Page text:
Sam Baker: “Nearly 1.5 million people have signed up for coverage through HealthCare.gov in the first two weeks of this year’s open enrollment period — up from just over 1 million at the same point in the last enrollment window. Those results are stronger than many experts anticipated, in light of the Trump administration’s cuts to enrollment outreach.”
Wall Street Journal: “Tucked into Republicans’ tax overhaul bill is a technical tweak to how inflation is measured. The change is designed to hold down the deficit, but over time it becomes a significant tax increase that hits many of the same middle-class households who start out as the plan’s beneficiaries.”
“Both the House and Senate versions of the tax bill would adjust the income thresholds at which tax rates change using a “chained” measure of inflation rather than the better-known consumer-price index.”
“Richard Cordray, the director of the Consumer Financial Protection Bureau, said that he would leave the agency this month,” the New York Times reports.
“Mr. Cordray, a Democrat and a holdover from the Obama administration, was appointed to a five-year term that was to end in July 2018. He was widely expected to step down before then to run for governor in Ohio, his home state.”
President Trump “has turned his daily intelligence briefing — a routine that in previous administrations has been a dry, formal affair — into a free-flowing conversation during which he peppers his CIA director, former House member Mike Pompeo, with questions about everything from national security threats to the internal dynamics of Congress,” Politico reports.
“The CIA director’s favored status in the West Wing has made him the odds-on choice to succeed Rex Tillerson as secretary of state, according to more than half a dozen administration officials and outside advisers familiar with the White House’s current plans. It’s not clear when Tillerson might leave — he has vigorously denied rumors that he plans to resign anytime soon — but Pompeo has told associates that he expects the president to tap him for the position and that he’d accept the job if it’s offered to him.”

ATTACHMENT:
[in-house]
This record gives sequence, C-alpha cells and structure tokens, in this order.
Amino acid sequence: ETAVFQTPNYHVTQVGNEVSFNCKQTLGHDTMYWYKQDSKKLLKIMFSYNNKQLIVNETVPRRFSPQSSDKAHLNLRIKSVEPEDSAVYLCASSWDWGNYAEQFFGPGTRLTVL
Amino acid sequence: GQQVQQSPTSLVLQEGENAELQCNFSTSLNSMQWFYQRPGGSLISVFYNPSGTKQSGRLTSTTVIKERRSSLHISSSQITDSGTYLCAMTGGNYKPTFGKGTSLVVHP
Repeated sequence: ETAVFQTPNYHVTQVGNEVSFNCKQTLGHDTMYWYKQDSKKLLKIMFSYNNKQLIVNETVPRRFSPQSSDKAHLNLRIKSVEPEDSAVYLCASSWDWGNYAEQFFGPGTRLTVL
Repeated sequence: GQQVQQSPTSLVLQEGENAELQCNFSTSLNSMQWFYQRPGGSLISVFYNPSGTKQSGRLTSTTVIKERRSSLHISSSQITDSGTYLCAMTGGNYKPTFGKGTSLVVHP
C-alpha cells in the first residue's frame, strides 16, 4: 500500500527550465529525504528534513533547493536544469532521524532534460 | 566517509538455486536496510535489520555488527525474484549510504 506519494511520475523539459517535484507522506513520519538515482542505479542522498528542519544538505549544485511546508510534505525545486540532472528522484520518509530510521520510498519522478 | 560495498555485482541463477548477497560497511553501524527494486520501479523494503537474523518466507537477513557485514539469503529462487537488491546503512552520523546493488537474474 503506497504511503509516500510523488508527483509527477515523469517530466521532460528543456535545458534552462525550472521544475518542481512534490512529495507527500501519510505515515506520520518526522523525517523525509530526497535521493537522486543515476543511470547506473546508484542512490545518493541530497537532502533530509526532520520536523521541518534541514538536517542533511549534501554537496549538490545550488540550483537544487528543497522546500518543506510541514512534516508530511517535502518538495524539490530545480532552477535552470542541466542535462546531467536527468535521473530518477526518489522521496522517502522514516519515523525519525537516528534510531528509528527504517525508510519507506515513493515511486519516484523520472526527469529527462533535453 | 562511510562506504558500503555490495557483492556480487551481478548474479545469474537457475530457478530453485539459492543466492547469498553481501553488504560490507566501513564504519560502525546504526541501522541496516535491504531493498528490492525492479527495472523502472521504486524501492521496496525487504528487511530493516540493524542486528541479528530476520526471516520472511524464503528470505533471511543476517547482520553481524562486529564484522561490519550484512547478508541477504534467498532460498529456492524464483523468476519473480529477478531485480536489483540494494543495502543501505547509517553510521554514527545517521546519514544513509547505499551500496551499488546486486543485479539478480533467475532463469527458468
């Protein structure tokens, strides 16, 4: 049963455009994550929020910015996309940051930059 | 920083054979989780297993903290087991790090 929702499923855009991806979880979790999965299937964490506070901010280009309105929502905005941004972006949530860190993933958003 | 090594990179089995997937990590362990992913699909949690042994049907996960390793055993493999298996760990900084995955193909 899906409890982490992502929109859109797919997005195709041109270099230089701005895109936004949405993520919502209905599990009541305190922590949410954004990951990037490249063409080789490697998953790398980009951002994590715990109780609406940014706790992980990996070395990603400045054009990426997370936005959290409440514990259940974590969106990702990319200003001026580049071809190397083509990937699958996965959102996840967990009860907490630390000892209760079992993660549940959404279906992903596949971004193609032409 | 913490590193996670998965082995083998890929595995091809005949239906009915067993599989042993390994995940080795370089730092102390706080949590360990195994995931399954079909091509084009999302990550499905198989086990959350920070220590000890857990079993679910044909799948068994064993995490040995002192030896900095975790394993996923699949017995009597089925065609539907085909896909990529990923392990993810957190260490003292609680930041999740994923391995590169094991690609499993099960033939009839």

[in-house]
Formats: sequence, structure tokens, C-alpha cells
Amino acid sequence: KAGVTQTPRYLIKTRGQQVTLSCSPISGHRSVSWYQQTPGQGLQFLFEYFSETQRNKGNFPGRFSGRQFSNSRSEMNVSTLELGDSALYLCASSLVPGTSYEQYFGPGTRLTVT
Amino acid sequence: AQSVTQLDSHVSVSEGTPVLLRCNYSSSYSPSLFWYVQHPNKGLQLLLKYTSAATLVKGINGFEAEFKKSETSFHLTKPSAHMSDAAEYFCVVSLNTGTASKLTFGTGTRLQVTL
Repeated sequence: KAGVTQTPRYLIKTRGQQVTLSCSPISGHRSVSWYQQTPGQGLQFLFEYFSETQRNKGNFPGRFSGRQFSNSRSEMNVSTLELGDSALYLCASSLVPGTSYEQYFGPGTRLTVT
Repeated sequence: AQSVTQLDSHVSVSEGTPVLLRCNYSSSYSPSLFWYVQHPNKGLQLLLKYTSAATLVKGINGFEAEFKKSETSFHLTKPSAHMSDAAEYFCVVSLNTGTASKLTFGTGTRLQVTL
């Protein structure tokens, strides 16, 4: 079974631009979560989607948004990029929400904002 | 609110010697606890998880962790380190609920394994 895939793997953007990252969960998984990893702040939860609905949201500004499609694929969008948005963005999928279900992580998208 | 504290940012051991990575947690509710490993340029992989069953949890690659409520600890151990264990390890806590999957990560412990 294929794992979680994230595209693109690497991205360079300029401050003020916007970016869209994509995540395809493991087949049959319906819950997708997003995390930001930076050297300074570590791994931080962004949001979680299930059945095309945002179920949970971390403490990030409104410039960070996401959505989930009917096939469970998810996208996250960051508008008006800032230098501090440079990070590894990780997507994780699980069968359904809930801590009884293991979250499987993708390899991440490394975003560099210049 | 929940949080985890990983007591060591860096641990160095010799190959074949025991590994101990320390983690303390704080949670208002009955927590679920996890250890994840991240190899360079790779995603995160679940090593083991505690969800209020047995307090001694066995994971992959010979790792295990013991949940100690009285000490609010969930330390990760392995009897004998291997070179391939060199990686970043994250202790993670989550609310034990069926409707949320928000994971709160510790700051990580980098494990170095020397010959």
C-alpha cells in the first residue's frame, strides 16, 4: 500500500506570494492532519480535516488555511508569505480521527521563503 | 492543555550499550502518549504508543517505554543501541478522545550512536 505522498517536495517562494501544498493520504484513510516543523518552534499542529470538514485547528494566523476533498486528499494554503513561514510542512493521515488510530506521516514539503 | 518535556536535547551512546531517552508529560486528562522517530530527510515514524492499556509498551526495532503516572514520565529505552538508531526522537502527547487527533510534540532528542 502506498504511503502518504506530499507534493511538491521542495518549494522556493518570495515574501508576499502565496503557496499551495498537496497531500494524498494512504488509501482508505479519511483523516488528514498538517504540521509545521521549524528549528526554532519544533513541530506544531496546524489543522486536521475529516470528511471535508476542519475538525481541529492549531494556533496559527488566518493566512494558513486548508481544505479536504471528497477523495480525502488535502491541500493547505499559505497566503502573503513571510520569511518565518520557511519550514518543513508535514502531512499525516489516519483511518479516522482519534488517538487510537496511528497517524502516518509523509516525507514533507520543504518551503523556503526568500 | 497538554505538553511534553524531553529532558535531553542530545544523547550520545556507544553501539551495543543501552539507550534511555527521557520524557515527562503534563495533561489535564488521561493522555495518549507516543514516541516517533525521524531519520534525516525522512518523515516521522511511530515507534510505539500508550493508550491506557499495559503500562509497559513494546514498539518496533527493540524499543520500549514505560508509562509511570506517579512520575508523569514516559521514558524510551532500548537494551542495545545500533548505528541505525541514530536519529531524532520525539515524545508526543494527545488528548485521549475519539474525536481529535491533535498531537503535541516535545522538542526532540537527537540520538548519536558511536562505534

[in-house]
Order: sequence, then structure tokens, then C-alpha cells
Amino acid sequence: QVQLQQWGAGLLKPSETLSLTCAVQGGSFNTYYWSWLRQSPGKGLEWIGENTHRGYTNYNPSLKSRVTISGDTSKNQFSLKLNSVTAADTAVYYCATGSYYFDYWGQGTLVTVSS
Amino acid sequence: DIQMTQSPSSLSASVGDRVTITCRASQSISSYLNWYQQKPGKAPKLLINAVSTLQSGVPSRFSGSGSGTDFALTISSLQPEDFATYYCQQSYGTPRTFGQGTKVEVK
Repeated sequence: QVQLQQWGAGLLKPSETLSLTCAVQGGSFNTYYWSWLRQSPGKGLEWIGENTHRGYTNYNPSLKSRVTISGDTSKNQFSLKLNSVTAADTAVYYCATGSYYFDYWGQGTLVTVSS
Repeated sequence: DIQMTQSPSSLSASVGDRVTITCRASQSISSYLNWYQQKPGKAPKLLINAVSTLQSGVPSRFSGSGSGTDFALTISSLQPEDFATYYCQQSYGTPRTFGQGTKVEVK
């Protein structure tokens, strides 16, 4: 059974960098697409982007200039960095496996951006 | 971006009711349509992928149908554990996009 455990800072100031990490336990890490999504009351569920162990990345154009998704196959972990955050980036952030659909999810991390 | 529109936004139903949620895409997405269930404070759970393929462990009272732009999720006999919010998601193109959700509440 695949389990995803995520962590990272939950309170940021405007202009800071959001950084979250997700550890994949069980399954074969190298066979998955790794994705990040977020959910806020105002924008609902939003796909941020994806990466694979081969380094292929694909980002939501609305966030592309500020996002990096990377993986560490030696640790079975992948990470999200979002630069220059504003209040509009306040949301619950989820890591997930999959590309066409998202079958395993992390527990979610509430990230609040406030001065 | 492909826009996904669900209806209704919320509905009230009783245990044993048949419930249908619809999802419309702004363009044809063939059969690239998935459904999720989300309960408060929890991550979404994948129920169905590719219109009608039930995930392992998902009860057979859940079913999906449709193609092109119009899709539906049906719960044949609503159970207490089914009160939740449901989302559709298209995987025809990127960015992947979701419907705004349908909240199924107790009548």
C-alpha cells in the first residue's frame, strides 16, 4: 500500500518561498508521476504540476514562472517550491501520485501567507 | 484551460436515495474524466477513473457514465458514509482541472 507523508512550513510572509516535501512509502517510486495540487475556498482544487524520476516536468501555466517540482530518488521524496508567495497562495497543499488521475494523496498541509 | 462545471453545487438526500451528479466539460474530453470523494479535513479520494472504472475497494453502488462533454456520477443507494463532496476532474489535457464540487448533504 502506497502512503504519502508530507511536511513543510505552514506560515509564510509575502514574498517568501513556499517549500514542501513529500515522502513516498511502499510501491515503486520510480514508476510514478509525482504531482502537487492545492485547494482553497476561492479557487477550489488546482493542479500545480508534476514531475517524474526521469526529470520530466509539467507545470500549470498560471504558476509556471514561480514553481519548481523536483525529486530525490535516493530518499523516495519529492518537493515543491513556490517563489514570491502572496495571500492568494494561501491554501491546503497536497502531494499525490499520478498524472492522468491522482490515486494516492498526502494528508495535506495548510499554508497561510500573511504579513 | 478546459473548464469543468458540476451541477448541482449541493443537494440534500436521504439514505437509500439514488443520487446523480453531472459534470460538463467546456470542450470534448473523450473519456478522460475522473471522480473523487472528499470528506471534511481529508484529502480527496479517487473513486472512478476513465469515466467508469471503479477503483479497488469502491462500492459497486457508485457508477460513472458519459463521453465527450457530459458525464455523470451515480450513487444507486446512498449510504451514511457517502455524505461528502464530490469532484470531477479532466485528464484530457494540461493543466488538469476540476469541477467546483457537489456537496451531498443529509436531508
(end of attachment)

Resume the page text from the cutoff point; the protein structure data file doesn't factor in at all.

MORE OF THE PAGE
Matthew Yglesias: “But looking back through today’s lens, this whole argument was miscast. The wrongdoing at issue was never just a private matter for the Clinton family; it was a high-profile exemplar of a widespread social problem: men’s abuse of workplace power for sexual gain. It was and is a striking example of a genre of misconduct that society has a strong interest in stamping out. That alone should have been enough to have pressured Clinton out of office.”
“Had Clinton resigned in disgrace under pressure from his own party, that would have sent a strong, and useful, chilling signal to powerful men throughout the country.”
“Instead, the ultimate disposition of the case — impunity for the man who did something wrong, embarrassment and disgrace for the woman who didn’t — only served to confirm women’s worst fears about coming forward.”
Jonathan Chait: “The genius of the Republican plan, if they pull it off, is that they are using hostage-taking in a novel fashion. They are using a 50-vote bill to pass the things Republicans care about, and setting up other, 60-vote bills to fix them. The partisan bill adds up on paper because it doesn’t include the cost of the bailout, which they can assume will be bipartisan.”
“Democrats can complain about this abuse of the rules, but the more productive course is to think of ways of imitating it. For instance: Suppose Democrats win control of Congress and the presidency, but cannot clear a filibuster (and also lack the votes to eliminate it). For instance: What if they decide to pay for an expanded Medicaid or Medicare buy-in plan by imposing a really gigantic tax hike on the rich — higher than even Democrats would like to see? Like a 90 percent top tax rate? Then they can invite Republicans to join them in a follow-up bill to cut that rate back down to a reasonable level.”
“If the rule is that majority-only bills have to add up, but bipartisan bills can increase the deficit all they want, then you can offload the costs of your bills by creating incentives for the other party to join in. In the short run, Republicans may have figured out a way around budget rules. In the long run, Democrats can do the same thing.”
Los Angeles Times: “Even as Senate leaders seek to enhance their tax package to make it more attractive to middle-class Americans, they are proposing making the new individual benefits expire at the end of 2025 in an effort to avoid adding to the long-term federal deficit.”